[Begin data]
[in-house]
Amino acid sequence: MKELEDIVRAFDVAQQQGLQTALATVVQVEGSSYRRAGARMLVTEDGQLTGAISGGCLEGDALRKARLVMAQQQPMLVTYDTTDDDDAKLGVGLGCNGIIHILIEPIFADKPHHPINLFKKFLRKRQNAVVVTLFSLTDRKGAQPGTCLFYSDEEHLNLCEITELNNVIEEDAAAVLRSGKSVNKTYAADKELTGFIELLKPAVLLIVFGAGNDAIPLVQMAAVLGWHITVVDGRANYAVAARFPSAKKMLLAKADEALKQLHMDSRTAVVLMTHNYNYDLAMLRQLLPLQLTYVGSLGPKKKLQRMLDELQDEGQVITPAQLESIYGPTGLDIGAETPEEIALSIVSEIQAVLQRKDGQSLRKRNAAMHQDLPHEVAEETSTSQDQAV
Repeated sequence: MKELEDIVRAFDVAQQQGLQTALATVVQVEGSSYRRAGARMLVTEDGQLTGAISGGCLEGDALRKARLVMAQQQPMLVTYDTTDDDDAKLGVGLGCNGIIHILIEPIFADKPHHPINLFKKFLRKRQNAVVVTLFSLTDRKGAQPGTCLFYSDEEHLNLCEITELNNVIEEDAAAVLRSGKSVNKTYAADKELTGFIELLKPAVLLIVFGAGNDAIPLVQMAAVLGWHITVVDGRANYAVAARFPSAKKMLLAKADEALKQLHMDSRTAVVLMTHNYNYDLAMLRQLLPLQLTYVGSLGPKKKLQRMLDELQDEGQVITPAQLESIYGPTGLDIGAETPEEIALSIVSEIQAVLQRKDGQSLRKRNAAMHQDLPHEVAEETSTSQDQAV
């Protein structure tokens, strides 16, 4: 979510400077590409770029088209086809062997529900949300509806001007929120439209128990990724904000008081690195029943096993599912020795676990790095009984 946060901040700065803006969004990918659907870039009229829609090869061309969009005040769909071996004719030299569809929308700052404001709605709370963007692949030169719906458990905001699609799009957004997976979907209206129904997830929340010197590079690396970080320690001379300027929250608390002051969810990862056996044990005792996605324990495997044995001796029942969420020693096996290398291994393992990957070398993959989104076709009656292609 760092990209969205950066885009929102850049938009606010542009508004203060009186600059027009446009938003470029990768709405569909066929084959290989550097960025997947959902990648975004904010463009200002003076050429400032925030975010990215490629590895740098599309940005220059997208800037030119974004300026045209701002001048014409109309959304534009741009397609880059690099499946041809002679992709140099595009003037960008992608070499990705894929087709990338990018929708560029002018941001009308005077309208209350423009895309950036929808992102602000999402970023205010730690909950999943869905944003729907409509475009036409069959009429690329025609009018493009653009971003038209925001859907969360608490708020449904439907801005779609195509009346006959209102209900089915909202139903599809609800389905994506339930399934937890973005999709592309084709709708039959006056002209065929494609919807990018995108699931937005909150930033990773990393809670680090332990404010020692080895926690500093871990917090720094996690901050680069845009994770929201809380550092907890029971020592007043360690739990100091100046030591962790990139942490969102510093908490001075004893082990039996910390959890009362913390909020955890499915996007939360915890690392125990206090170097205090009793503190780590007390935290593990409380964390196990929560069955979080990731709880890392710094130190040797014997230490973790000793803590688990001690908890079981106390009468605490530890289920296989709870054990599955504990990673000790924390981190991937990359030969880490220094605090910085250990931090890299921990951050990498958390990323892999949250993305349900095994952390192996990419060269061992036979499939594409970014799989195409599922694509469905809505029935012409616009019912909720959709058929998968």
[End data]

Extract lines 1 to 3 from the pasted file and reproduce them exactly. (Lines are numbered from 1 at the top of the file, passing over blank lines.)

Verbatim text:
[in-house]
Amino acid sequence: MKELEDIVRAFDVAQQQGLQTALATVVQVEGSSYRRAGARMLVTEDGQLTGAISGGCLEGDALRKARLVMAQQQPMLVTYDTTDDDDAKLGVGLGCNGIIHILIEPIFADKPHHPINLFKKFLRKRQNAVVVTLFSLTDRKGAQPGTCLFYSDEEHLNLCEITELNNVIEEDAAAVLRSGKSVNKTYAADKELTGFIELLKPAVLLIVFGAGNDAIPLVQMAAVLGWHITVVDGRANYAVAARFPSAKKMLLAKADEALKQLHMDSRTAVVLMTHNYNYDLAMLRQLLPLQLTYVGSLGPKKKLQRMLDELQDEGQVITPAQLESIYGPTGLDIGAETPEEIALSIVSEIQAVLQRKDGQSLRKRNAAMHQDLPHEVAEETSTSQDQAV
Repeated sequence: MKELEDIVRAFDVAQQQGLQTALATVVQVEGSSYRRAGARMLVTEDGQLTGAISGGCLEGDALRKARLVMAQQQPMLVTYDTTDDDDAKLGVGLGCNGIIHILIEPIFADKPHHPINLFKKFLRKRQNAVVVTLFSLTDRKGAQPGTCLFYSDEEHLNLCEITELNNVIEEDAAAVLRSGKSVNKTYAADKELTGFIELLKPAVLLIVFGAGNDAIPLVQMAAVLGWHITVVDGRANYAVAARFPSAKKMLLAKADEALKQLHMDSRTAVVLMTHNYNYDLAMLRQLLPLQLTYVGSLGPKKKLQRMLDELQDEGQVITPAQLESIYGPTGLDIGAETPEEIALSIVSEIQAVLQRKDGQSLRKRNAAMHQDLPHEVAEETSTSQDQAV